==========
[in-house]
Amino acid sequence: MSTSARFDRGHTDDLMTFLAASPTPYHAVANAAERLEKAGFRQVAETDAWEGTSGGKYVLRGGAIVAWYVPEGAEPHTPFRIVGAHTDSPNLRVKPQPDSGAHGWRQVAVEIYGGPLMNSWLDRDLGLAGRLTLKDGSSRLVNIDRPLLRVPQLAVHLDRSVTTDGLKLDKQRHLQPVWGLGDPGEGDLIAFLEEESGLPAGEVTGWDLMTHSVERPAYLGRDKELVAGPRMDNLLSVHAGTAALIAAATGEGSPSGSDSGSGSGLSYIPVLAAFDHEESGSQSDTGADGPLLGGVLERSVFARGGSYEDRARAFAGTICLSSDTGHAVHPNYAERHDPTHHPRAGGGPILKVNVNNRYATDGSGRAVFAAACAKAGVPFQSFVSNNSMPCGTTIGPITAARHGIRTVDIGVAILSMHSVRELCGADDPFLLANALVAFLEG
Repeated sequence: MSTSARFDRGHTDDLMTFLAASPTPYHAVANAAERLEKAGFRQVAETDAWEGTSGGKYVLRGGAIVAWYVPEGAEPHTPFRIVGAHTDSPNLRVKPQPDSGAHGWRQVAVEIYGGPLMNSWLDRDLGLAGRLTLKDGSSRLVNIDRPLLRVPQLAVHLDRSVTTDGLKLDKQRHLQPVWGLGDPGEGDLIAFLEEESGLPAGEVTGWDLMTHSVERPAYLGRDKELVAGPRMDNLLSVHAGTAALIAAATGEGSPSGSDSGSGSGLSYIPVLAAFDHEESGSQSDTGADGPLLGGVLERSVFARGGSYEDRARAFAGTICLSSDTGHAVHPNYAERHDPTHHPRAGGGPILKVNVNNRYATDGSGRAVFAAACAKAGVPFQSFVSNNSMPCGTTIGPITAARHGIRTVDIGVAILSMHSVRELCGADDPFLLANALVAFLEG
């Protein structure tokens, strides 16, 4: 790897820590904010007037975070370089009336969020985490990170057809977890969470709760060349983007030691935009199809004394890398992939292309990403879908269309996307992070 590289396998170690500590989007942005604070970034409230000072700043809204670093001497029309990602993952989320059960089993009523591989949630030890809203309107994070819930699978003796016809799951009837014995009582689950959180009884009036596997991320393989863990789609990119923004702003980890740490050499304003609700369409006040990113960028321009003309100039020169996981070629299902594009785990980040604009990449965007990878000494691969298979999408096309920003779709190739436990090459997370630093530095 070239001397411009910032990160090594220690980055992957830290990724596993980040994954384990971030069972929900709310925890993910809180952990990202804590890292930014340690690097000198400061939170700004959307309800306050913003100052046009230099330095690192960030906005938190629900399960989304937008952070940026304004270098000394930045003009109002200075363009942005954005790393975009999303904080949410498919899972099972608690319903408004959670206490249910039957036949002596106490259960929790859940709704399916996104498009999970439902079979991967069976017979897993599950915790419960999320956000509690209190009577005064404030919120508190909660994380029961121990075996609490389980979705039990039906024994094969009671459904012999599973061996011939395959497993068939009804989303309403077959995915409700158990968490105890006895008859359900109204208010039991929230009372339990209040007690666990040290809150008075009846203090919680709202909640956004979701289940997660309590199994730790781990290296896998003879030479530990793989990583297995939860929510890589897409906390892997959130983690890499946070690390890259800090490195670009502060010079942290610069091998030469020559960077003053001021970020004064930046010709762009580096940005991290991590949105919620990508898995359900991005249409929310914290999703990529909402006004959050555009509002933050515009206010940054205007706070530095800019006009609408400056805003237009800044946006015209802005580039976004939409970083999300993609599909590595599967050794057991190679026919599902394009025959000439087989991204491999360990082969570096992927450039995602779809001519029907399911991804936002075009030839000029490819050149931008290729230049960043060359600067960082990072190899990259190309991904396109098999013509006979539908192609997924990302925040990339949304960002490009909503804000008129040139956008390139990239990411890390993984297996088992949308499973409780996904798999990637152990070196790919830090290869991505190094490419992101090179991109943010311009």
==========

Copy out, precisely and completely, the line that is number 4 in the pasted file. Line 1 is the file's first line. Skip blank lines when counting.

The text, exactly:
């Protein structure tokens, strides 16, 4: 790897820590904010007037975070370089009336969020985490990170057809977890969470709760060349983007030691935009199809004394890398992939292309990403879908269309996307992070 590289396998170690500590989007942005604070970034409230000072700043809204670093001497029309990602993952989320059960089993009523591989949630030890809203309107994070819930699978003796016809799951009837014995009582689950959180009884009036596997991320393989863990789609990119923004702003980890740490050499304003609700369409006040990113960028321009003309100039020169996981070629299902594009785990980040604009990449965007990878000494691969298979999408096309920003779709190739436990090459997370630093530095 070239001397411009910032990160090594220690980055992957830290990724596993980040994954384990971030069972929900709310925890993910809180952990990202804590890292930014340690690097000198400061939170700004959307309800306050913003100052046009230099330095690192960030906005938190629900399960989304937008952070940026304004270098000394930045003009109002200075363009942005954005790393975009999303904080949410498919899972099972608690319903408004959670206490249910039957036949002596106490259960929790859940709704399916996104498009999970439902079979991967069976017979897993599950915790419960999320956000509690209190009577005064404030919120508190909660994380029961121990075996609490389980979705039990039906024994094969009671459904012999599973061996011939395959497993068939009804989303309403077959995915409700158990968490105890006895008859359900109204208010039991929230009372339990209040007690666990040290809150008075009846203090919680709202909640956004979701289940997660309590199994730790781990290296896998003879030479530990793989990583297995939860929510890589897409906390892997959130983690890499946070690390890259800090490195670009502060010079942290610069091998030469020559960077003053001021970020004064930046010709762009580096940005991290991590949105919620990508898995359900991005249409929310914290999703990529909402006004959050555009509002933050515009206010940054205007706070530095800019006009609408400056805003237009800044946006015209802005580039976004939409970083999300993609599909590595599967050794057991190679026919599902394009025959000439087989991204491999360990082969570096992927450039995602779809001519029907399911991804936002075009030839000029490819050149931008290729230049960043060359600067960082990072190899990259190309991904396109098999013509006979539908192609997924990302925040990339949304960002490009909503804000008129040139956008390139990239990411890390993984297996088992949308499973409780996904798999990637152990070196790919830090290869991505190094490419992101090179991109943010311009």